Inheritance tax: Ireland-domiciled ETF in IBKR

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Topic Author
mvb1234
Posts: 4
Joined: Fri Jan 07, 2022 6:21 pm

Inheritance tax: Ireland-domiciled ETF in IBKR

Post by mvb1234 »

Hello,

First post in this forum so happy to join the comunity :happy

My father is a Chilean citizen and lives in Chile. I'm also Chilean (and French, and about to become UK citizen too) and live in the UK.
My father has some money he's looking to invest, possibly using his Interactive Brokers (IBKR) account (in the US).
We're thinking about inheritance tax implications. We are OK to pay our fair share of tax, but obviously don't want to pay more than necessary, pay double tax, etc. We also don't want to do anything illegal.

My understanding is that investing in an Ireland/Lux domiciled ETF/mutual fund would be better to avoid US estate taxes (e.g. VUSD).

The question is what is the optimal setup in terms of inheritance tax:
- Opening a join account for the two of us, or him having an individual account?
- How does inheritance tax work, given the funds are domiciled in Ireland/Lux, but he's a resident of Chile and I am of the UK? Which jurisdiction dictates and collects the inheritance tax due?
- If my father dies, who technically pays the inheritance tax, the decesed (i.e. my father), or the person that receives the inheritance (i.e. myself)?

Any advice would be welcome :sharebeer
TedSwippet
Posts: 4040
Joined: Mon Jun 04, 2007 4:19 pm
Location: UK

Re: Inheritance tax: Ireland-domiciled ETF in IBKR

Post by TedSwippet »

Welcome.
mvb1234 wrote: Fri Jan 07, 2022 6:42 pm - Opening a join account for the two of us, or him having an individual account?
It will be much simpler and cleaner for him to have his own individual account. Joint accounts are mostly designed for married couples.
mvb1234 wrote: Fri Jan 07, 2022 6:42 pm - How does inheritance tax work, given the funds are domiciled in Ireland/Lux, but he's a resident of Chile and I am of the UK? Which jurisdiction dictates and collects the inheritance tax due?
Neither Ireland nor Luxembourg will apply estate or inheritance taxes to any ETFs domiciled there and held by non-Irish and non-Luxembourg residents. And the UK's inheritance tax applies to the person who dies, not the person who inherits. For an individual account held by your father then, the only estate or inheritance taxes that might apply would be Chilean, if any (I do not know the details of how or if Chile would tax the estate of dead residents).
mvb1234 wrote: Fri Jan 07, 2022 6:42 pm - If my father dies, who technically pays the inheritance tax, the decesed (i.e. my father), or the person that receives the inheritance (i.e. myself)?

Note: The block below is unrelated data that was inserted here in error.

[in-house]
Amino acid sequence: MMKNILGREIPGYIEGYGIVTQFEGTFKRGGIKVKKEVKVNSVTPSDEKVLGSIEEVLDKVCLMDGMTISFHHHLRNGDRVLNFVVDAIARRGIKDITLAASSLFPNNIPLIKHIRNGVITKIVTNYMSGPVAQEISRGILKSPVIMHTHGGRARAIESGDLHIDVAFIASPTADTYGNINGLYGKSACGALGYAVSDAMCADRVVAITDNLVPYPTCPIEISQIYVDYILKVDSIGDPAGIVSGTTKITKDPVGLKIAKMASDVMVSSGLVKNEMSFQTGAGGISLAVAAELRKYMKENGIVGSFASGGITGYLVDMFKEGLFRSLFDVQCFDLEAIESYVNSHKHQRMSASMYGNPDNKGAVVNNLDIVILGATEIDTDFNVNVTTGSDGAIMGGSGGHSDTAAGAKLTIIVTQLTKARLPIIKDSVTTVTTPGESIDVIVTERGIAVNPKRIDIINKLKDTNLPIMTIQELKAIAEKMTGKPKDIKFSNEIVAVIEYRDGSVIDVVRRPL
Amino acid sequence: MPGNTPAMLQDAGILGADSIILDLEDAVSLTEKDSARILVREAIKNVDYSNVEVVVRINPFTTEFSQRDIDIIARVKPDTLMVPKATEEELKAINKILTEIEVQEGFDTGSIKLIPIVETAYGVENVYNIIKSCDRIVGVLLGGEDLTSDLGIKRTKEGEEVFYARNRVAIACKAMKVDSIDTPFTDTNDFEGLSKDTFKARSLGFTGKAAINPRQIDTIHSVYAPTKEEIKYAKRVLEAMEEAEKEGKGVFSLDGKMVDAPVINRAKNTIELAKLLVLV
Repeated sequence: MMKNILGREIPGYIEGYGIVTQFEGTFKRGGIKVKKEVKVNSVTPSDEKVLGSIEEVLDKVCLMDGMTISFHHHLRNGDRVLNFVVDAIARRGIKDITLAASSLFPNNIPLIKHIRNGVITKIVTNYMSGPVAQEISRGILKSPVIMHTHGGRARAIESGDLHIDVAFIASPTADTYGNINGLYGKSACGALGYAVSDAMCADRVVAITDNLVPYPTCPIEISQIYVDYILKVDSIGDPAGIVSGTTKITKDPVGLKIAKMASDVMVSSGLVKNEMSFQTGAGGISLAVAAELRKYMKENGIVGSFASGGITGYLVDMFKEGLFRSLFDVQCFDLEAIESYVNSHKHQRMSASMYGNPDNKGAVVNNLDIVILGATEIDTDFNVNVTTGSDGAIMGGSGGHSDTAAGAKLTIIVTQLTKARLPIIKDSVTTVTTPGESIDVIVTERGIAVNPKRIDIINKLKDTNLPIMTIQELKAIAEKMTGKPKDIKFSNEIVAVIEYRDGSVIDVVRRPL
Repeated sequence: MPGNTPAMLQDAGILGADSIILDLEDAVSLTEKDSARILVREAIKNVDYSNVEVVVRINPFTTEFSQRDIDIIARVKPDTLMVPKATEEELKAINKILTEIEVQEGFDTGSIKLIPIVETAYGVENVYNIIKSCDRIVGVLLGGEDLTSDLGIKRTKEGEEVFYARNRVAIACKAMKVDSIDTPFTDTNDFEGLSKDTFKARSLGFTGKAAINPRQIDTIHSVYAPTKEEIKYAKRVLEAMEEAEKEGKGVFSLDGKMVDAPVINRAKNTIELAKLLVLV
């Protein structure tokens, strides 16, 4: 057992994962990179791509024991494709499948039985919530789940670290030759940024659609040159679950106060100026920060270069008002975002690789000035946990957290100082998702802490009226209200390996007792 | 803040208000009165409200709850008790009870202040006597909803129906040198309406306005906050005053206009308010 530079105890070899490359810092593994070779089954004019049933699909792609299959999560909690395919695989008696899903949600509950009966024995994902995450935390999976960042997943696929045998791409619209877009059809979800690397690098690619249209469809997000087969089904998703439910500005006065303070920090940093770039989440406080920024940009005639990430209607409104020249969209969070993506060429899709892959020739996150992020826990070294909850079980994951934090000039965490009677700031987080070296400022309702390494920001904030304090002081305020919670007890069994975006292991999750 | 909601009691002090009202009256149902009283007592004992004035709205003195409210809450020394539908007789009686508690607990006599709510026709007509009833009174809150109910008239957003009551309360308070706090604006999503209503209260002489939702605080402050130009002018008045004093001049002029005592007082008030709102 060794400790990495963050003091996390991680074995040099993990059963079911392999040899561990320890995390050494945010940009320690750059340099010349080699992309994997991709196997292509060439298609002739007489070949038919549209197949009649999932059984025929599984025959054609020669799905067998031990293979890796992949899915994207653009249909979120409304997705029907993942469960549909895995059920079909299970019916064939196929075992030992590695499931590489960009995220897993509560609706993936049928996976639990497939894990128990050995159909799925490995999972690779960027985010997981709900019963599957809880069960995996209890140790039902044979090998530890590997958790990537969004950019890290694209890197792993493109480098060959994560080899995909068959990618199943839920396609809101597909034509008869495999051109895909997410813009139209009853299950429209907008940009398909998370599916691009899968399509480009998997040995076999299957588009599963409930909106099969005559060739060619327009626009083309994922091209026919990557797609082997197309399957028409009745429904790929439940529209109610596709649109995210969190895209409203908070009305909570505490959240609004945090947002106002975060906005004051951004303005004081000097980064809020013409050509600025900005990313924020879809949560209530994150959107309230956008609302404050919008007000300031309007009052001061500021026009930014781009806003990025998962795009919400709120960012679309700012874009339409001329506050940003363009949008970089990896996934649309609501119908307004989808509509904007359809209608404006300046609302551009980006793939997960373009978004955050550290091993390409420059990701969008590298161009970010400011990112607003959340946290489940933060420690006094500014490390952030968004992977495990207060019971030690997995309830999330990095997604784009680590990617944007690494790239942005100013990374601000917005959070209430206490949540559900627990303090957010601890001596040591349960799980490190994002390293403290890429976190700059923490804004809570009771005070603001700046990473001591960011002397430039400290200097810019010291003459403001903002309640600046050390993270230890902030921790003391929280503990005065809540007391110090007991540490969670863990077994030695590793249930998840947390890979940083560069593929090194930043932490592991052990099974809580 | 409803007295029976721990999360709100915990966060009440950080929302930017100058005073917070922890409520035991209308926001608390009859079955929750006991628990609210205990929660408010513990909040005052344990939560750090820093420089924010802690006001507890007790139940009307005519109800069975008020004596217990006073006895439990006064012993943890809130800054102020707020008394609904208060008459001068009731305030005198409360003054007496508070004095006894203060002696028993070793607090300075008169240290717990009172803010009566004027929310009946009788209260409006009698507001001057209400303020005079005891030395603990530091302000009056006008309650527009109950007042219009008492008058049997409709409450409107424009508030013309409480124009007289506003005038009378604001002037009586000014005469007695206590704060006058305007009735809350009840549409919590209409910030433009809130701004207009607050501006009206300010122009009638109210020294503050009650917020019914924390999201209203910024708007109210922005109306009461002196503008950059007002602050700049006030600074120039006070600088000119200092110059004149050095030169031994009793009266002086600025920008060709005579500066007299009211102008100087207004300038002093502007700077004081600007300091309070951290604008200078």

As above. If Chile has an estate tax then that would be the only one to apply. UK residents can receive inheritances and gifts without any UK tax interference.
Topic Author
mvb1234
Posts: 4
Joined: Fri Jan 07, 2022 6:21 pm

Re: Inheritance tax: Ireland-domiciled ETF in IBKR

Post by mvb1234 »

Thank you!

My father is quite keen on opening a Joint Account, as he beleives it will be easier for me to access the funds immediately after his death. He believes otherwise I would have to go through a lengthy legal process. My understanding is that the legal process will happen anyway and that the funds will be frozen upon his death (unless I didn't tell the broker, which I won't so as I'm pretty sure it's illegal). What is your opinion on this?
Also, how would this compare vs him having an individual account and adding my name as a Transfer on Death (TOD)?


Also on the tax bit, agree that tax is probably due in Chile, and only in Chile.
It seems though that the UK doesn't tax the inheritor (but rather the estate of the deseased), so as you say this is the reason that no tax is due in the UK. However, according to my father Chile taxes the inheritor instead. As I am a UK resident, is this some kind of loophole in which I don't pay tax to anybody? Probably not but I'm a bit lost here :confused

Thank you again :beer
TedSwippet
Posts: 4040
Joined: Mon Jun 04, 2007 4:19 pm
Location: UK

Re: Inheritance tax: Ireland-domiciled ETF in IBKR

Post by TedSwippet »

mvb1234 wrote: Sat Jan 08, 2022 6:31 pm My father is quite keen on opening a Joint Account, as he beleives it will be easier for me to access the funds immediately after his death. He believes otherwise I would have to go through a lengthy legal process. My understanding is that the legal process will happen anyway and that the funds will be frozen upon his death (unless I didn't tell the broker, which I won't so as I'm pretty sure it's illegal). What is your opinion on this?
Also, how would this compare vs him having an individual account and adding my name as a Transfer on Death (TOD)?
I have never been in this position, so no real idea. This is probably a question best addressed by asking the broker directly how they would handle the assorted options.
mvb1234 wrote: Sat Jan 08, 2022 6:31 pm It seems though that the UK doesn't tax the inheritor (but rather the estate of the deseased), so as you say this is the reason that no tax is due in the UK. However, according to my father Chile taxes the inheritor instead. As I am a UK resident, is this some kind of loophole in which I don't pay tax to anybody? Probably not but I'm a bit lost here.
Assuming that your father's money here is net and after Chilean income tax, I am not sure why you feel there should be some additional tax levied on it if/when you (or somebody else) inherits. An inheritance that is free of inheritance and estate tax isn't really a "loophole". To the extent that Chile taxes beneficiaries (does it really?) and the UK taxes estates, arranging things so that the beneficiary of a Chilean estate is a UK resident looks more to me like "good planning" than loophole.

Hypothetically, what would occur in the other direction? That is, deceased in the UK and beneficiary in Chile. Would the UK first take 40% of the balance in UK inheritance tax, and then Chile take a piece of the remainder when paid to the Chilean resident beneficiary? If so, that would be "poor planning".